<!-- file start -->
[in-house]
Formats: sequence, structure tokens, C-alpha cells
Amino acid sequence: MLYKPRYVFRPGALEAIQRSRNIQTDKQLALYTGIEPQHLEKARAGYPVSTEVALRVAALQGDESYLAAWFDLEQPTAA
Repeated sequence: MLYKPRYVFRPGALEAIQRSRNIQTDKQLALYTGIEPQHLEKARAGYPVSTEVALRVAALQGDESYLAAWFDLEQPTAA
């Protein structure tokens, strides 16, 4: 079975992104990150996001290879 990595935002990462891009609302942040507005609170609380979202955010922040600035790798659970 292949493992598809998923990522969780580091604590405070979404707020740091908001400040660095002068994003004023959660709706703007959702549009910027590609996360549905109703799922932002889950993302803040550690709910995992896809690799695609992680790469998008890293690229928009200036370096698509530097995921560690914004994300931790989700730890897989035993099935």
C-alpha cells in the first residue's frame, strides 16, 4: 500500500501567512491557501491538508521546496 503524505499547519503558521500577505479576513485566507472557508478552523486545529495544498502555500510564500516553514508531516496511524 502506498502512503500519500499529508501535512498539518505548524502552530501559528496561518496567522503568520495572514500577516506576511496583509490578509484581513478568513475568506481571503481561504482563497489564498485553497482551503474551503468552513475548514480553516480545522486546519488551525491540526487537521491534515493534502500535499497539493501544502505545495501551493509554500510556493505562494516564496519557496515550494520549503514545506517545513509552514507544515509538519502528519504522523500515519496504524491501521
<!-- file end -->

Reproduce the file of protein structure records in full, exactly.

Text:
[in-house]
Formats: sequence, structure tokens, C-alpha cells
Amino acid sequence: MLYKPRYVFRPGALEAIQRSRNIQTDKQLALYTGIEPQHLEKARAGYPVSTEVALRVAALQGDESYLAAWFDLEQPTAA
Repeated sequence: MLYKPRYVFRPGALEAIQRSRNIQTDKQLALYTGIEPQHLEKARAGYPVSTEVALRVAALQGDESYLAAWFDLEQPTAA
């Protein structure tokens, strides 16, 4: 079975992104990150996001290879 990595935002990462891009609302942040507005609170609380979202955010922040600035790798659970 292949493992598809998923990522969780580091604590405070979404707020740091908001400040660095002068994003004023959660709706703007959702549009910027590609996360549905109703799922932002889950993302803040550690709910995992896809690799695609992680790469998008890293690229928009200036370096698509530097995921560690914004994300931790989700730890897989035993099935």
C-alpha cells in the first residue's frame, strides 16, 4: 500500500501567512491557501491538508521546496 503524505499547519503558521500577505479576513485566507472557508478552523486545529495544498502555500510564500516553514508531516496511524 502506498502512503500519500499529508501535512498539518505548524502552530501559528496561518496567522503568520495572514500577516506576511496583509490578509484581513478568513475568506481571503481561504482563497489564498485553497482551503474551503468552513475548514480553516480545522486546519488551525491540526487537521491534515493534502500535499497539493501544502505545495501551493509554500510556493505562494516564496519557496515550494520549503514545506517545513509552514507544515509538519502528519504522523500515519496504524491501521